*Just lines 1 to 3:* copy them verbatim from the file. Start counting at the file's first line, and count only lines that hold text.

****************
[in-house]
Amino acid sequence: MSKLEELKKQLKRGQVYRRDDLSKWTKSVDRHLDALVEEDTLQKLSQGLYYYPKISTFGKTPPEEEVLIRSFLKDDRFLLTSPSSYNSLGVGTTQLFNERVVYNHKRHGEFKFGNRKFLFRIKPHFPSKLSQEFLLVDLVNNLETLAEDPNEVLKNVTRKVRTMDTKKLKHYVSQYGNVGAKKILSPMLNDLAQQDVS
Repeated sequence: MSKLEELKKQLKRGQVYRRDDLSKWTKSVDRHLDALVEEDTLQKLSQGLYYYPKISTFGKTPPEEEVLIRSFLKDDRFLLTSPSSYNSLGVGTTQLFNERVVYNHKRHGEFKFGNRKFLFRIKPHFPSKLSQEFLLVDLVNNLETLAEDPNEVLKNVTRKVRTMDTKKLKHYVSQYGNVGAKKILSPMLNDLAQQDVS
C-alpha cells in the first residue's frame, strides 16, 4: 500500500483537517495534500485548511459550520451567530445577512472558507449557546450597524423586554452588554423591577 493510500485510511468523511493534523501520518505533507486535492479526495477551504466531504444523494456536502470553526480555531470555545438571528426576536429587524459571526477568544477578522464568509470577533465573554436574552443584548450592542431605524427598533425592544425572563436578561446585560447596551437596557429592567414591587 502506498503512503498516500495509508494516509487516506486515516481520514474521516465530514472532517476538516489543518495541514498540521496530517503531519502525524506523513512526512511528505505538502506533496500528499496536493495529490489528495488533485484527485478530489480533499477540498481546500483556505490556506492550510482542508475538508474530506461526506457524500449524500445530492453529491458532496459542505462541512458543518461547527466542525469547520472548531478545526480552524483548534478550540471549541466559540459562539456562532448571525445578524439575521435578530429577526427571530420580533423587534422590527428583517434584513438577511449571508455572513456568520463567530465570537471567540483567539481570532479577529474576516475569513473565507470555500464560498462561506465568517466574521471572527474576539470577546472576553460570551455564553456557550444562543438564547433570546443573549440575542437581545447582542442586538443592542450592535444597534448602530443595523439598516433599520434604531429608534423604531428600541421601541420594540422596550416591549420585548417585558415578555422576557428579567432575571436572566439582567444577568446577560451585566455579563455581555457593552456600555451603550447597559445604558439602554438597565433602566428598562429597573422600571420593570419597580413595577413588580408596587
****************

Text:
[in-house]
Amino acid sequence: MSKLEELKKQLKRGQVYRRDDLSKWTKSVDRHLDALVEEDTLQKLSQGLYYYPKISTFGKTPPEEEVLIRSFLKDDRFLLTSPSSYNSLGVGTTQLFNERVVYNHKRHGEFKFGNRKFLFRIKPHFPSKLSQEFLLVDLVNNLETLAEDPNEVLKNVTRKVRTMDTKKLKHYVSQYGNVGAKKILSPMLNDLAQQDVS
Repeated sequence: MSKLEELKKQLKRGQVYRRDDLSKWTKSVDRHLDALVEEDTLQKLSQGLYYYPKISTFGKTPPEEEVLIRSFLKDDRFLLTSPSSYNSLGVGTTQLFNERVVYNHKRHGEFKFGNRKFLFRIKPHFPSKLSQEFLLVDLVNNLETLAEDPNEVLKNVTRKVRTMDTKKLKHYVSQYGNVGAKKILSPMLNDLAQQDVS